I hope that my old friend David Geffen buys the Los Angeles Times and lifts it out of misery. If David doesn't buy it, the paper will not disappear but it will be forced deeper and deeper into misery ... misery for its readers and for its journalists.
Of course, the L.A. Times is not the only major newspaper in trouble. Whole chains have been sold because their old owners despaired and the new owners thought they had some plan ... or some gimmick ... or some great illumination. There's no reason to repeat here the reasons why the country's daily printed press is floundering.
Even the New York Times is floundering. It may even be that the Times Company is up for sale, although it's had to imagine that the Sulzberger family would agree to put up the family jewels at auction. They once did that with their also ancestral Chattanooga paper. But, well, Chattanooga is, after all, Chattanooga. Anyway, the Times released bad numbers last week, and the analysts have focused on the contributions of the Boston Globe to the lackluster financials. It's not that the home base had done so well either. I happen to have my own seat-of-the-pants analysis (which is really not much of an analysis) as to why the situation of the Times gets worse and worse. And it's about journalism at the Grey Lady. The truth is that I wish she were still grey. Maybe I'll write about that some time.
What the Times is like means a lot to me. But I can't depend on it at all the way I used to. Along with tens of thousands of other readers, I now go for The Sun which covers news that the West 43rd Street publication doesn't begin to cover. I also am tired of the soporifics on the op-ed page (there are days when I even have nostalgia for Anthony Lewis) and the predictably goofy editorial politics irritate me because they don't seem to me to go beyond the belief that, if only America would behave in a more gentlemanly manner, the rest of the world would also. Even North Korea and Iran. I've read that Andrew Rosenthal (son of Abe) is about to take over the opinion page from Gail Collins, and that can't but be an improvement. But we're not losing her. After she finishes a book on American women since 1960, she'll be on the op-ed page with its other scintillators.
Arthur Sulzberger, Jr. is certainly pondering the future of the Times: he has no option since some of the folk on his board are insisting. He is probably doing the pondering with his old friend Steven Rattner, a brilliant and imaginative banker who also cares about the public good. One of the items on their agenda must be the Boston Globe, owned by the Times and hemorrhaging money. Down, down, down. Wednesday's Globe carries a front-page, right below the logo article reporting that a "local group may bid" for the paper.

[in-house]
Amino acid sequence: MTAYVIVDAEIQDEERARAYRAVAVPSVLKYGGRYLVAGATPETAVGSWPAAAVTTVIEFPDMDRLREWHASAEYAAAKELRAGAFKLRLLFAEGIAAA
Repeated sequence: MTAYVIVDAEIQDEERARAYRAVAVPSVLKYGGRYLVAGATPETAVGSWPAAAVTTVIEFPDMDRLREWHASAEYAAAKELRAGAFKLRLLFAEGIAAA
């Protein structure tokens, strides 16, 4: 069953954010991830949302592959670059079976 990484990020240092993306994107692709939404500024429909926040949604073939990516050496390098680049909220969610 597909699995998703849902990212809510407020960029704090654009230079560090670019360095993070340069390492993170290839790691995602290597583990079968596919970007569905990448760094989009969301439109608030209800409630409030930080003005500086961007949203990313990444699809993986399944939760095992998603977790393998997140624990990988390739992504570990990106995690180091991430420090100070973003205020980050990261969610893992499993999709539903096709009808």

This is my breakfast newspaper. So, again, I care or should. But, frankly, I've been so alienated from it that I read it largely to see how irrelevant it is or how silly. And how predictable. It is not just a Boston daily. Its public goes deep into the suburbs to the south and west of the city and north into New Hampshire. The city of Boston is no longer made up of enclaves of racism. That's one reason (and a welcome one) why Deval Patrick will win the governorship by what looks today like a landslide. There are Asian and Latino minorities, and roughly a quarter of the city is African-American. No one would begrudge the Globe a decent amount of attention to these sectors. But my guess is that many present-day and past readers feel that the editors have an obsession with racial matters and an indifference to them. Boston is still a largely Catholic town, and the suburbs and the outlying areas are mixed Protestant and Catholic, with some of them having a large Jewish percentage in the population. The Globe doesn't seem to speak to them ... or it doesn't speak to them enough. That's at least what the circ figures say. Down 25 percent.
Massachusetts is a blue state. It is a liberal state. But the politics of the Globe is the politics of a Friends' school. In this light, the leading figure in the group seeking to buy the flailing paper is quite salient. He is Jack Welch, the CEO of General Electric, a right-wing Catholic who I believe tried to have NBC, a subsidiary of GE, throw the 2000 election to George Bush. Closely associated with the potential owners is Mike Barnicle, a former columnist for the newspaper who had been pushed off the staff as a result of charges that he had fabricated a story. Many locals attribute his absence to the editors' repulsion at his populist right politics.
The Globe admits that it has been valued by J.P. Morgan at somewhere one half of the $1.1 billion the Times paid for it. This is quite a write-down.